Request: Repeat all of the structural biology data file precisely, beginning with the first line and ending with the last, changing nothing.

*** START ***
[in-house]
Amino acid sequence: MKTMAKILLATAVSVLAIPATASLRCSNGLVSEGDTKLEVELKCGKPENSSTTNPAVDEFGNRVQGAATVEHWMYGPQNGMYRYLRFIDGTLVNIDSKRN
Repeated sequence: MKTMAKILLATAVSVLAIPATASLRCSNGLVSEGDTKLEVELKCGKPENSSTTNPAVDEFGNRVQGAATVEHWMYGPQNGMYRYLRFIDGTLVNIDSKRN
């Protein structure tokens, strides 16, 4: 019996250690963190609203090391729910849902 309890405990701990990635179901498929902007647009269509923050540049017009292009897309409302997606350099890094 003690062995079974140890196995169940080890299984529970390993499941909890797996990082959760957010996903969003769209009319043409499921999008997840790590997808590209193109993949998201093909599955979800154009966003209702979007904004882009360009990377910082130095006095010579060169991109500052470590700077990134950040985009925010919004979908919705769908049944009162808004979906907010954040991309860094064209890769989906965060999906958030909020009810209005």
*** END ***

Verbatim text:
[in-house]
Amino acid sequence: MKTMAKILLATAVSVLAIPATASLRCSNGLVSEGDTKLEVELKCGKPENSSTTNPAVDEFGNRVQGAATVEHWMYGPQNGMYRYLRFIDGTLVNIDSKRN
Repeated sequence: MKTMAKILLATAVSVLAIPATASLRCSNGLVSEGDTKLEVELKCGKPENSSTTNPAVDEFGNRVQGAATVEHWMYGPQNGMYRYLRFIDGTLVNIDSKRN
């Protein structure tokens, strides 16, 4: 019996250690963190609203090391729910849902 309890405990701990990635179901498929902007647009269509923050540049017009292009897309409302997606350099890094 003690062995079974140890196995169940080890299984529970390993499941909890797996990082959760957010996903969003769209009319043409499921999008997840790590997808590209193109993949998201093909599955979800154009966003209702979007904004882009360009990377910082130095006095010579060169991109500052470590700077990134950040985009925010919004979908919705769908049944009162808004979906907010954040991309860094064209890769989906965060999906958030909020009810209005």